The Kavanaghs, as we might say now, happened to be in the right place at the right time. On the other hand, if Eliza Donahue — who survived the earthquake and stayed in San Francisco — had held onto the lot for just a year longer, her fortunes might have been considerably improved. Real estate markets are hard enough to time, even before you introduce the possibility of geological cataclysm.
When the quake hit, the Kavanaghs were still living in the small house that Eliza Donahue built at 1073 56th Street, which only occupied part of the western half of the lot. In late 1907 or early 1908, John Sr. built a bigger, more modern five-room cottage on the eastern half. The new house was roughly twice as large as the old, but still quite simple in layout: living room, dining room, and kitchen down one side, two bedrooms on the other. It had a front porch, just big enough for a couple of chairs or a bench, overlooking a small front yard and the street. The 1909 city directory lists the Kavanaghs at their new address: 1071 56th Street.
The Sanborn Map update published in 1911 shows the lot in this state: Donahue house on the west (left), the new, larger Kavanagh house on the east (right).
After their move, the Kavanaghs brought in a little money by renting the old 1073 house. From 1909 to 1911, Louise Bernatas, a widowed refugee from San Francisco, lived there with her three children. Another tenant, Leon Bertin, is listed there in the 1912 directory — but the directories lagged behind both building and moving.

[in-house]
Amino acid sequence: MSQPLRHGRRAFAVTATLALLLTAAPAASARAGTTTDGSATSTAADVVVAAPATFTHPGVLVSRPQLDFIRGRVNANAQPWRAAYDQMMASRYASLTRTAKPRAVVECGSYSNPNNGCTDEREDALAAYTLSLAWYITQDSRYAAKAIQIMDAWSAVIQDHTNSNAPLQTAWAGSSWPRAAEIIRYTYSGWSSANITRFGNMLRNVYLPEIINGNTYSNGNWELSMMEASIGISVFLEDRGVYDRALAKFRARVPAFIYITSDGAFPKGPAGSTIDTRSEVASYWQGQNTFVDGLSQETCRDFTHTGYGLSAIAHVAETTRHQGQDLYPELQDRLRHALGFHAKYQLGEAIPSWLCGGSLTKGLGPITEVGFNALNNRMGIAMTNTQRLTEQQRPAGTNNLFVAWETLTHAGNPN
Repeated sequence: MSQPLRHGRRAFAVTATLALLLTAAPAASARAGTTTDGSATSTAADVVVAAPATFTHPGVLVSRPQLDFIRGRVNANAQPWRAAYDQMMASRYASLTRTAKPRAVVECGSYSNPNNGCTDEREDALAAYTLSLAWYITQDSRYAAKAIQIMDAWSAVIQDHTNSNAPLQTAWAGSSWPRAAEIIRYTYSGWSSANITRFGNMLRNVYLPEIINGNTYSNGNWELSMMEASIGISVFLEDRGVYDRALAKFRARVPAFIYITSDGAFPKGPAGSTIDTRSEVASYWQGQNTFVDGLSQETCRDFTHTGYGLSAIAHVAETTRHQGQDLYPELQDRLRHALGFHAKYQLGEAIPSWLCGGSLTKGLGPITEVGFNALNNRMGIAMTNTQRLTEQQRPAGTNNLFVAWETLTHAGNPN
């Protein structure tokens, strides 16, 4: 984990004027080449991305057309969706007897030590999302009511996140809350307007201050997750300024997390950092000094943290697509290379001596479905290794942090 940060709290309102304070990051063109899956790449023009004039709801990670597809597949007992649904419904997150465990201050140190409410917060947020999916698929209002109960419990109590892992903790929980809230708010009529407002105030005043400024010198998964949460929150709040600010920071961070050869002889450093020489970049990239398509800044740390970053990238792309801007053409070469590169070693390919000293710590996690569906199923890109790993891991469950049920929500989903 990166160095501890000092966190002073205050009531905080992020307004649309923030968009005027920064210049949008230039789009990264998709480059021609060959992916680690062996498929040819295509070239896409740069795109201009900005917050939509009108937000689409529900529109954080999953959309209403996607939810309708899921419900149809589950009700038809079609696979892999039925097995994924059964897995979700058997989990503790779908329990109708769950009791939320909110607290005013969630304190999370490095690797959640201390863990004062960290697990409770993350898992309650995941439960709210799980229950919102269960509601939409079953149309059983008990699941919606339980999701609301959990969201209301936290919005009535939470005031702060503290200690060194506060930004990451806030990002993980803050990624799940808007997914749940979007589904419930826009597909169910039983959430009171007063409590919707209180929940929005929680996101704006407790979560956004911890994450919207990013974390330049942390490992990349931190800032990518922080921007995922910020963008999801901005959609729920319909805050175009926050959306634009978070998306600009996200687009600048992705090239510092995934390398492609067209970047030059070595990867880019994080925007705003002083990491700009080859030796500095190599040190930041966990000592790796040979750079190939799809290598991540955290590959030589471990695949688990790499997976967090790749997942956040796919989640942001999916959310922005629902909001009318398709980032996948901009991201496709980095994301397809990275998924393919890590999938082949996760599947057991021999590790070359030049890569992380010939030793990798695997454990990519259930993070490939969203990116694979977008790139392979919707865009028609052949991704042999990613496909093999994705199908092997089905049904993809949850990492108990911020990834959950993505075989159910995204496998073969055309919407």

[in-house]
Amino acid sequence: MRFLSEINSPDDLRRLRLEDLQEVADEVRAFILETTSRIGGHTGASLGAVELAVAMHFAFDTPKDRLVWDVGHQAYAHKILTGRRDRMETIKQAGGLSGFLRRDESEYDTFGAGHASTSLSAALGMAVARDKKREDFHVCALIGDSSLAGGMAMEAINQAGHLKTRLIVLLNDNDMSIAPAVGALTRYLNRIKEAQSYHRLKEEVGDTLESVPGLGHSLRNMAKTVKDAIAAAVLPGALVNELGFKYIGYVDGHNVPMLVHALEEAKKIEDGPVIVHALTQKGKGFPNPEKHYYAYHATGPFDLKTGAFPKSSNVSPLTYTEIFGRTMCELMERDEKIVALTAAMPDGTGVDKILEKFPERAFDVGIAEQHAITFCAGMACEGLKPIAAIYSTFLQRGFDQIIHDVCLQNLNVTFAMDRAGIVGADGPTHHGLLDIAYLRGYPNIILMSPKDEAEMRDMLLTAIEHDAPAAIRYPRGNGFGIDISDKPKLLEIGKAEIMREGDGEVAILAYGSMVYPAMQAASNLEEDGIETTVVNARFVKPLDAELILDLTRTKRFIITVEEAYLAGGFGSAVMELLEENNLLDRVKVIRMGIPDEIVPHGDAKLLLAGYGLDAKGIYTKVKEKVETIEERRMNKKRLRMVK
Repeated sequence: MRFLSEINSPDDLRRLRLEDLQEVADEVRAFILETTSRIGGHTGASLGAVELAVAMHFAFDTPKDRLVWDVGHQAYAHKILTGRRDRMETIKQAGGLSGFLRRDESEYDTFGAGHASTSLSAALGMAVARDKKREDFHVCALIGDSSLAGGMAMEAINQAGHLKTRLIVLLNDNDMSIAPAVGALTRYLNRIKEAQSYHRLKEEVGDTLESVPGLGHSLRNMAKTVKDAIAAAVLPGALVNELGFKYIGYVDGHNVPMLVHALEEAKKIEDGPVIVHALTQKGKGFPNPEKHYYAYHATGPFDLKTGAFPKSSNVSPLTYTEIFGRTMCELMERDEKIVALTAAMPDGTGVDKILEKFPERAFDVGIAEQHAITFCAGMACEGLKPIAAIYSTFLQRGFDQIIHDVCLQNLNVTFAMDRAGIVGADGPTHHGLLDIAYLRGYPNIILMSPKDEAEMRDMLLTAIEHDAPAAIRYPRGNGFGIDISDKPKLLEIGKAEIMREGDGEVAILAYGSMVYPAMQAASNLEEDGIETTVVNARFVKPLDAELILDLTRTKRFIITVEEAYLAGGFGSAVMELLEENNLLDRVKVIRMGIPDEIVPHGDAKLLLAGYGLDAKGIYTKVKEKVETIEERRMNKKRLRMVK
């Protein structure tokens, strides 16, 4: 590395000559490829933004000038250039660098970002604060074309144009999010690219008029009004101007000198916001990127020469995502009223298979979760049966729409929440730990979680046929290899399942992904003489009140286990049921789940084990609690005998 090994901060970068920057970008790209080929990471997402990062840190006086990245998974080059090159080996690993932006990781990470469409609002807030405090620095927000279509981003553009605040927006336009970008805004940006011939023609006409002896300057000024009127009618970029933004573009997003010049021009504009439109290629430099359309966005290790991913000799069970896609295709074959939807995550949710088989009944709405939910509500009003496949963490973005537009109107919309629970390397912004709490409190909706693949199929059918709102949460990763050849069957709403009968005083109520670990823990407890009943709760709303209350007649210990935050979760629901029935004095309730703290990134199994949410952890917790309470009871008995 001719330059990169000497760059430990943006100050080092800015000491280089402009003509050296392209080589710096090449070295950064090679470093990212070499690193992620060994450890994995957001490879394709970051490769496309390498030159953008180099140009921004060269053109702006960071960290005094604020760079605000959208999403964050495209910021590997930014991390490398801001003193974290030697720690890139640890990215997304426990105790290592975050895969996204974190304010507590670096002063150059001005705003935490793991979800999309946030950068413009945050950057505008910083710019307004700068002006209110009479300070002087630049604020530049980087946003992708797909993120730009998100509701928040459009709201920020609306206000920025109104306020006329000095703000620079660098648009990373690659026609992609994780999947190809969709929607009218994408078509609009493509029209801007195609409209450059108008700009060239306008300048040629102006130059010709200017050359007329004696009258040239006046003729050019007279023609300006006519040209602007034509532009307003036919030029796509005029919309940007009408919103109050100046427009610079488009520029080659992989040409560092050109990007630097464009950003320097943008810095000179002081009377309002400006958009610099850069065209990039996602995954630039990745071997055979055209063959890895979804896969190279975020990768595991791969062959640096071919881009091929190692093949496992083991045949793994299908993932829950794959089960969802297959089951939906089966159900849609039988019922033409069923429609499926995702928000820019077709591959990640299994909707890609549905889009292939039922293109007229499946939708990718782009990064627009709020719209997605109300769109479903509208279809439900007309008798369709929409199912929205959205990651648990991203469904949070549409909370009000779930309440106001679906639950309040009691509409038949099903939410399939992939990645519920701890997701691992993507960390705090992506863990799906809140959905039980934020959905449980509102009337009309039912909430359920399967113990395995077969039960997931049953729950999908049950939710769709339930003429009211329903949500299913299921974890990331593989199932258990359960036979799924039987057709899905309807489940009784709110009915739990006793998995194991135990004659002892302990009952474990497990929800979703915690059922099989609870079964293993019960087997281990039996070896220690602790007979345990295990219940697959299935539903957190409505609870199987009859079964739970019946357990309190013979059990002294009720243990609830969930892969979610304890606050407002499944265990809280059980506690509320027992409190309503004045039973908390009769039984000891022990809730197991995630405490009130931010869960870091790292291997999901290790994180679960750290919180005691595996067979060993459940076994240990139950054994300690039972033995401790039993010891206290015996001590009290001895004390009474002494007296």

Building permits and tax assessor’s records show instead that in 1911, John Kavanagh tore down the small house at 1073 56th and built a new one to replace it. He re-used the plans from his previous project, and built on the western half of his lot an exact twin of the house he’d put up on the eastern half: the house so nice he built it twice. These two identical houses, each about 750 square feet, nearly filled the 50′ width of the lot, save a narrow passage of not quite three feet between them. This second John Kavanagh house is the one I live in now. (When my wife and I bought our house three years ago, the date of construction was listed incorrectly as 1905. We thought it had survived the 1906 quake, and we felt pretty good about that. We don’t anymore.)
By 1913, the continued infill development of the neighborhood — spurred by the post-earthquake boom — had added enough new houses that they had to be renumbered. The Kavanaghs’ two houses were relabeled as 1077 and 1079 56th Street, the numbers they still bear today.
The 1915 city directory shows all the Kavanaghs living at 1077, with Matthew working at the Pacific Manifold Book Company, a relatively new factory at Powell and what is now Doyle Street in Emeryville. Every time I walk to my favorite local bar, I recreate Matthew Kavanagh’s walk to work. That site is now being redeveloped into a large apartment building, though they have preserved the factory’s eastern brick wall, including the window openings and the arched doorway you can see in this photo from around 1917.
The older Kavanagh son, John Jr., found time around his own printing job to be active in his local chapter of the Native Sons of the Golden West, the “Claremont Parlor”, Number 240. The Native Sons are a fraternal order for men born in California, whose primary mission is to preserve the history of the state. His parents were both immigrants from other countries, but John Jr. embraced his Californian identity with gusto. He served as President of the Claremont Parlor in 1913, the year he turned 24.